Ilok – Palace of the Dukes of Ilok / Church of St. Peter the Apostle

Settlement, town, county: Ilok, Vukovar-Syrmia County

Site type: stratified settlement and cemetery

Period: prehistory, Antiquity, Middle Ages, Modern period

Type of excavation: salvage

Institution: Institute of Archaeology

Excavation manager: Prof Željko Tomičić (2001-2008)

The salvage archaeological and conservation investigations of the Palace of the Dukes of Ilok (the Odescalchi Palace) were carried out with the aim to restore the architectural complex of the Upper Town of Ilok within the framework of the project Investigation, restoration and revitalization of the cultural heritage Ilok-Vukovar-Vučedol. Based on the results of previous salvage excavations and chance finds it is known that the loess plateau of the right bank of the Danube was inhabited continually through all the periods of prehistory. Ancient historical sources place the fortification and settlement of Cuccium in Ilok. The town experienced its heyday from the mid-15th century, when it became an important political, ecclesiastical and economic centre during the rule of Nicholas of Ilok and his son Lawrence.

The excavations at the Palace of the Dukes of Ilok corroborated the continuing traces of prehistoric settlements, from the Late and Early Iron Ages, through the entire Bronze Age, the late phase of the Copper Age, until the Late Stone Age. There were also abundant traces of habitation during Late Antiquity, as well as the remains of a necropolis. The graves yielded weapons, costume items, jewellery, toilet accessories and funerary gifts. One of the most important finds is a sword in a scabbard (gladius) of the Mainz type, with a preserved belt (cingulum). Pots with food and drink, as well as lamps, were deposited in the graves. Seeds of cereals and fruits were found in the vessels, most commonly grapevine cultivated on the slopes of Mount Fruška gora. The graves date from the first half of the 1st century and probably contained the burials of members of the local aristocracy.

The investigations defined the entire north wing, measuring 47.50 x 17.70 m, as well as the entrance structure of the two-floor palace of the Ilok Dukes, erected in the mid-15th century by Nicholas of Ilok. The level of the floor shows that these were cellars entered from the courtyard through the stairs. The layer of burning distinguished on the floors points to the destruction of the court by fire during the siege of the town of Ilok by King Vladislaus II Jagiellon in the winter of 1494, or during the Ottoman conquest in 1526. The fills of the foundation trenches of the perimeter walls yielded coins of Ladislaus IV (1440-1457), which are important for dating the construction of the palace.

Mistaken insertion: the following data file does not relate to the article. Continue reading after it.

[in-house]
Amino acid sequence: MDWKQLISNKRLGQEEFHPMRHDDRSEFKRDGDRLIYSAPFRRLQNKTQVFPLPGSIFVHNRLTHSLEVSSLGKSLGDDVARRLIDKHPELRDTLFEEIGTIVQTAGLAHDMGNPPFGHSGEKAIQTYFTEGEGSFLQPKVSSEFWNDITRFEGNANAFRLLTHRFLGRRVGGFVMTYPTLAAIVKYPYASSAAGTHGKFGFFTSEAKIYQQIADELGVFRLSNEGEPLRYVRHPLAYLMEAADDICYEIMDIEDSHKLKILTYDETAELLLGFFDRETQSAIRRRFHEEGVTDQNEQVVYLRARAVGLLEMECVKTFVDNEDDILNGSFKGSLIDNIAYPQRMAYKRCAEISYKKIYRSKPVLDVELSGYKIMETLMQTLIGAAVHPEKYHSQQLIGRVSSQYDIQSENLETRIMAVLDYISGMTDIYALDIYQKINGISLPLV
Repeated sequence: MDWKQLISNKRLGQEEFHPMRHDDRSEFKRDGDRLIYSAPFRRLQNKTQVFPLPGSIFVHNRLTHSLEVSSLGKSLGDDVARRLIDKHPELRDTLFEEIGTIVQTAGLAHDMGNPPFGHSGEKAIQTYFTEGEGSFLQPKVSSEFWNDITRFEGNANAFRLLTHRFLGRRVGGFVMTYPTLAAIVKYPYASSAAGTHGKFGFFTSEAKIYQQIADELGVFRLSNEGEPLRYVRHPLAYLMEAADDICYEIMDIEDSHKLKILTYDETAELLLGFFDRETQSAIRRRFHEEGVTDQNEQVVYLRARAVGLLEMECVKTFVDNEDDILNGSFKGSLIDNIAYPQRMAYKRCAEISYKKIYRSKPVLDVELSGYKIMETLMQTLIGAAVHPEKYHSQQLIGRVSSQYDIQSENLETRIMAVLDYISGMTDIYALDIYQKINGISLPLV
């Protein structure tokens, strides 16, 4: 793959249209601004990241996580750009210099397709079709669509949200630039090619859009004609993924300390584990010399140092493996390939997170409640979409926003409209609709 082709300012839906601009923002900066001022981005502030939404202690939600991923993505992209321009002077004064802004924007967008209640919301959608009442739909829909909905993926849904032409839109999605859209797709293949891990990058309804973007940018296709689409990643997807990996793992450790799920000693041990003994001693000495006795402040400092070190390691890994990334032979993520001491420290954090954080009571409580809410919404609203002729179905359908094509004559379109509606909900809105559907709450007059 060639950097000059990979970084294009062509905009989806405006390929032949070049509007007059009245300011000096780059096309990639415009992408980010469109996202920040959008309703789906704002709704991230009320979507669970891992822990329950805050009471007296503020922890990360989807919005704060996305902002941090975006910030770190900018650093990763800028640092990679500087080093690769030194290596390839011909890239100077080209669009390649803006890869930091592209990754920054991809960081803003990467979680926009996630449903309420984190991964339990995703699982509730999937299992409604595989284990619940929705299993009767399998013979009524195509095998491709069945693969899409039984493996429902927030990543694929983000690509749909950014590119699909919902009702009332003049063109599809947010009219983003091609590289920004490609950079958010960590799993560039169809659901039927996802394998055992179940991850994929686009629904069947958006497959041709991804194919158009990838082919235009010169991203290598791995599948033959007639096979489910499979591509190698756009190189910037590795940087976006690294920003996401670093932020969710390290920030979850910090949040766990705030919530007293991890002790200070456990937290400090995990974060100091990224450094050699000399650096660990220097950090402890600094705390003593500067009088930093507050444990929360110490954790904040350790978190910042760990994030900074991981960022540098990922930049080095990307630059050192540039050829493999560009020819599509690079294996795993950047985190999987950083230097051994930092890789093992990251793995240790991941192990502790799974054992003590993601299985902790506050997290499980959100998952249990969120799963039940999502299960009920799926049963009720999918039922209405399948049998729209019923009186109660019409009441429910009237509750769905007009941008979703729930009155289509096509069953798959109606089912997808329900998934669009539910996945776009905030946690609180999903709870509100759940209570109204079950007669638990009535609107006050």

The excavations also yielded fragments of polychrome stove tiles from workshops in Regensburg and Tyrol, which most likely come from the chivalric hall on the upper floor. The finds that may be associated with the Turkish domination bear witness to life around the palace, which—according to the sources—was in a bad state, especially the north wing, which was entirely deconstructed at the end of the 17th century. The youngest structures bear testimony to the renovations carried out by the members of the Odescalchi family over the course of more than two centuries.

The second zone of investigations focused on the church of St. Peter the Apostle, which was documented in the test excavations carried out in the 1950s. The church has a spacious three-part nave with a brick floor, within which were discovered six pairs of massive columns and an altar mensa. A polygonal apse closed the eastern part, while the western façade was fronted by a bell-tower. Massive stone buttresses were discovered on the perimeter walls of the church, while the spaces between them are occupied by inhumation burials from the Late Middle Ages and the Modern period.

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Gallery

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